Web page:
Indian Cobra

The Indian cobra, also called the Asian cobra, binocellate cobra, or spectacled cobra, is one of India’s four venomous snakes with the highest fatality rates, which are collectively known as the “Big Four”. These diurnal species help the ecosystem by controlling agricultural pests and maintaining the prey species’ balance.

The Hindu god Shiva is always depicted with an Indian cobra coiling around his neck. It symbolizes his mastery over the illusions of the world or “Maya”.

Scientific Classifications

  • Suborder:Serpentes
  • Family:Elapidae
  • Genus:Naja
  • Species:N. naja

Conservation Status

Not EvaluatedNE

Not Evaluated

Data DeficientDD

Data Deficient

Least ConcernLC

Least Concern

Near ThreatenedNT

Near Threatened





Critically EndangeredCR

Critically Endangered

Extinct in the wildEW

Extinct in the wild




Indian Cobra Snake


The average length of an Indian cobra can reach up to 72-87 inches (6-7.25ft.), and have a weight of 4.5-6.5 lbs (2-3 kg).

Spectacled Cobra

Color and Appearance

These snakes have long, heavy bodies with colors ranging from brown to black, covered in yellow and white markings, which sometimes form bands across them. The underside of their bodies is light colored, white being typical. And their smooth dorsal scales are strongly oblique.

Are they Dangerous

Indian Cobra Hood

The Indian cobra is venomous and extremely dangerous. When threatened, they assume a defensive posture, by raising and spreading out their hoods; they do so by expanding the ribs in their necks, which are very flexible.

If the threat does not back down, they may spit venom through their teeth at the enemy by squeezing their venom gland, which can travel up to 6.5 feet.

Indian Cobra Image

In severe cases, the victims may go into cardiac arrest and undergo respiratory failure. Their venom has an LD50 value of 0.28 mg/kg, yielding up to 150.0 – 600.0 mg per bite, capable of killing up to 10 people. The fatality rate of these snake bites is high, killing about 15,000 people per year. The effects of its venom can be felt roughly within one to four hours. One of the most affected countries is India.

Indian Cobra Snake At a Glance


The distribution of the Indian cobra ranges across Afghanistan, Bangladesh, Bhutan, India, Nepal, Pakistan, and Sri Lanka.

Asian Cobra
Indian Cobra Habitat


They prefer a wide range of habitats. These cobras inhabit agricultural lands like rice paddy fields and wheat crops, dense as well as open forests, rocky terrains, wetlands, and sometimes in heavily populated urban and suburban areas.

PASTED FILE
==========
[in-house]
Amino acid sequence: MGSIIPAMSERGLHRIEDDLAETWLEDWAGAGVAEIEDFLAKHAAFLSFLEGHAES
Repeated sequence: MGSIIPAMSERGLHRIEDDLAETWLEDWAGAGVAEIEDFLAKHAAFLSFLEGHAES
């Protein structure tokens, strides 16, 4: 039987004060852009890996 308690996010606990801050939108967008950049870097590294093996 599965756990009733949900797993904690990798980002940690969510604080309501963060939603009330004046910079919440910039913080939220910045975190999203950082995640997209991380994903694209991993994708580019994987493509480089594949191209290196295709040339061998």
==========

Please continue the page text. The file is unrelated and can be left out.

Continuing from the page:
The average lifespan of an Indian cobra ranges from 17-23 years in the wild and it is known to have lived up to 30 years in captivity.

Naja naja


This snake falls prey to large birds of prey like eagles and different species of mongoose.


These snakes are carnivores. Their diet consists of small birds, frogs, rodents, lizards, and other reptiles, including other snakes. They sometimes also consume birds’ eggs.

They hunt by injecting the prey with their venom and wait until they stop moving or die, then swallow it whole.

Indian Cobra Baby
Indian Cobra Eggs


The breeding season of this oviparous species starts around April and lasts through July. Females lay between 12-20 eggs in rat holes, termite mounds other similar shelters hidden on the ground. A female cobra guards its eggs fiercely and only leaves its nest to feed itself. After about two months of incubation, hatchlings emerge and can immediately hunt and deliver venom.

Similar Species

Oriental Ratsnake 

The Oriental ratsnake is a non-venomous species. This diurnal, land-dwelling snake is native to Asia.

Banded Racer 

The banded racer is a non-venomous snake in the colubrid family. It inhabits Bangladesh, India (except in Kashmir, North Bengal, and Tamil Nadu), Nepal, Pakistan, and Sri Lanka.

Indian Smooth Snake 

The Indian smooth snake is a rare and harmless species only found in India.

Monocled Cobra 

The monocled cobra is a venomous snake species. They are crepuscular and terrestrial, found in Southeast Asia.


Q: What is an adaptation of the Indian Cobra?

Ans: The patterns on its body create an optical illusion acting as an excellent camouflage making it hard for the predators to spot them in their natural habitat.

Q: What is the difference between Chinese cobra and Indian cobra?

Ans: Indian cobras are longer than Chinese cobras.


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